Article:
But I have some advice for bug bounty programs, too:
You should have someone vetting these bug reports, and making sure they are credible, have clear reproduction steps, and are repeatable, before we ever see them.
You should build additional incentives in your community for some kind of collaborative work towards bigger, better exploits. These researchers need to be working together in public, not in secret against each other.
You should have a reputation system that builds up so that only the better, proven contributors are making it through and submitting reports.
Encourage larger orgs to fund bug bounties for common open source projects, not just their own closed source apps and websites. At Stack Exchange, we donated to open source projects we used every year. Donating a bug bounty could be a big bump in eyeballs on that code.
I am concerned that we may be slowly moving toward a world where given enough money, all bugs are shallow. Money does introduce some perverse incentives for software security, and those incentives should be watched closely.
But I still believe that the people who will freely report security bugs in open source software because
… will hopefully not be going away any time soon.[advertisement] How are you showing off your awesome? Create a Stack Overflow Careers profile and show off all of your hard work from Stack Overflow, Github, and virtually every other coding site. Who knows, you might even get recruited for a great new position!
It's always surprised me when people, especially technical people, say they don't know Markdown. Do you not use GitHub? Stack Overflow? Reddit?
I get that an average person may not understand how Markdown is based on simple old-school plaintext ASCII typing conventions. Like when you're *really* excited about something, you naturally put asterisks around it, and Markdown makes that automagically italic.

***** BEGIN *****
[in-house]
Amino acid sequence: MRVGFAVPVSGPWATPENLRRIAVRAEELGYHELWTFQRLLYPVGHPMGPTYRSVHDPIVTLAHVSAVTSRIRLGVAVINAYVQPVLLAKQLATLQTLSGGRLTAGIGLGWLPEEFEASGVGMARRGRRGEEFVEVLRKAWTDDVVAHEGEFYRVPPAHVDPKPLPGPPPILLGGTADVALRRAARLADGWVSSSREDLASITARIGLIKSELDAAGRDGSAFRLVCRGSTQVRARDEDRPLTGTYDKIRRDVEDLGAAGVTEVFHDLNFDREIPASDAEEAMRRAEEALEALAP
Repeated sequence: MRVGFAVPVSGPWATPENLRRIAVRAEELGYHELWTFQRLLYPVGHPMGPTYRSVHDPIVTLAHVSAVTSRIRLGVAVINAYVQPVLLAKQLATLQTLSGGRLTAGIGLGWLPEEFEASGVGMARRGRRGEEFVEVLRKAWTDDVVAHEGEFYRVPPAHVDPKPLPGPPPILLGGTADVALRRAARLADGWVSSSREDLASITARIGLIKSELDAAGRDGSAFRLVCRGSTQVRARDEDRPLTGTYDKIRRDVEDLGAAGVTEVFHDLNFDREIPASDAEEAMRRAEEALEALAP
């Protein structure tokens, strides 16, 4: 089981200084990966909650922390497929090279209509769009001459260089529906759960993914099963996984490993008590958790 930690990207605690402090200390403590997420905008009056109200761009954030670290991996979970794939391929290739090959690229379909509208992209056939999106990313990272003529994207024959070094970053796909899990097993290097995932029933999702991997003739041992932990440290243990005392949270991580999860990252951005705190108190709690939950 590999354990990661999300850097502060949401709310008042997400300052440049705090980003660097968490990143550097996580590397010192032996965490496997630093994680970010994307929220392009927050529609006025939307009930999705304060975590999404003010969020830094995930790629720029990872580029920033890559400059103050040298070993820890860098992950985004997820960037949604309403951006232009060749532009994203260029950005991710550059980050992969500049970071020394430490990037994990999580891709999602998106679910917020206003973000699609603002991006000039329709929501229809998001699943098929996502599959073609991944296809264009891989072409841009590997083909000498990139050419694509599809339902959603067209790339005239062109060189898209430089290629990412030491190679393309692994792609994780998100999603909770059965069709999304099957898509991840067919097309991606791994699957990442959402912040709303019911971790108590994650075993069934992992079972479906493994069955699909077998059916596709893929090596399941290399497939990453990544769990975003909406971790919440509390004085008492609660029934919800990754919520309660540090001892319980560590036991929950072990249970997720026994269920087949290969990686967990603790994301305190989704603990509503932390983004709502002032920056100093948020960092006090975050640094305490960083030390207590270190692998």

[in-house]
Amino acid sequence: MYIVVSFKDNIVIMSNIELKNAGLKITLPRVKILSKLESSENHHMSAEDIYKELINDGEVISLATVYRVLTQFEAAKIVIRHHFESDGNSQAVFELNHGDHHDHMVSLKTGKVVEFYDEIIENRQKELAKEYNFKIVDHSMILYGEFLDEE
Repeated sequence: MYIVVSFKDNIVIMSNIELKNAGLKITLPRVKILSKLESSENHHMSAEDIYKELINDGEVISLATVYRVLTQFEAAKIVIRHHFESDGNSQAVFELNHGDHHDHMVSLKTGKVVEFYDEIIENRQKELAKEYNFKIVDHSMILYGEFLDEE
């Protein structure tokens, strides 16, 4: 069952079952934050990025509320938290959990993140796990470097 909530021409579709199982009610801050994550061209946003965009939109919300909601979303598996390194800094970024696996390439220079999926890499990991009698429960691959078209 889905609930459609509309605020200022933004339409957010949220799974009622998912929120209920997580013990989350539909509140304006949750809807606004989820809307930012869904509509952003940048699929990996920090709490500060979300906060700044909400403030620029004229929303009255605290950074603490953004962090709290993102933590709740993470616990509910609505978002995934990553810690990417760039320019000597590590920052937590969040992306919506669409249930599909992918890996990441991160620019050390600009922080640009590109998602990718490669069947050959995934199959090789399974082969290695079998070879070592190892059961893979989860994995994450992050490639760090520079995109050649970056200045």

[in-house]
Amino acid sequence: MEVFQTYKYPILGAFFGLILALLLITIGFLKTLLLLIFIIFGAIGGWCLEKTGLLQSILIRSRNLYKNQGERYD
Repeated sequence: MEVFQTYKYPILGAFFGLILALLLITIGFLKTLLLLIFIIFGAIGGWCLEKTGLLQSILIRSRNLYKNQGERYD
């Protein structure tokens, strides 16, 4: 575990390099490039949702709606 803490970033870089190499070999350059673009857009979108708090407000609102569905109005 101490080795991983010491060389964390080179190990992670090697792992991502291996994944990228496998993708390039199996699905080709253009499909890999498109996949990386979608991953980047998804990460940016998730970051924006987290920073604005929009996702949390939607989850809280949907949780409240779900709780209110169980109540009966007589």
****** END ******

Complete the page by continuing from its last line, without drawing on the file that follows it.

But how can we expect them to know that, if they grew up with wizzy-wig editors where the only way to make italic is to click a toolbar button, like an animal?
I am not advocating for WYSIWYG here. While there's certainly more than one way to make italic, I personally don't like invisible formatting tags and I find that WYSIWYG is more like WYCSYCG in practice. It's dangerous to be dependent on these invisible formatting codes you can't control. And they're especially bad if you ever plan to care about differences, revisions, and edit history. That's why I like to teach people simple, visible formatting codes.
We can certainly debate which markup language is superior, but in Discourse we tried to build a rainbow tool that satisifies everyone. We support:
This makes coding our editor kind of hellishly complex, but it means that for you, the user, whatever markup language you're used to will probably "just work" on any Discourse site you happen to encounter in the future. But BBCode and HTML are supported mostly as bridges. What we view as our primary markup format, and what we want people to learn to use, is Markdown.
However, one thing I have really struggled with is that there isn't any single great place to refer people to with a simple walkthrough and explanation of Markdown.
When we built Stack Overflow circa 2008-2009, I put together my best effort at the time which became the "editing help" page:
The Ghost editor I am typing this in has an OK Markdown help page too.
But none of these are great.
What we really need is a great Markdown tutorial and reference page, one that we can refer anyone to, anywhere in the world, from someone who barely touches computers to the hardest of hard-core coders. I don't want to build another one for these kinds of help pages for Discourse, I want to build one for everyone. Since it is for everyone, I want to involve everyone. And by everyone, I mean you.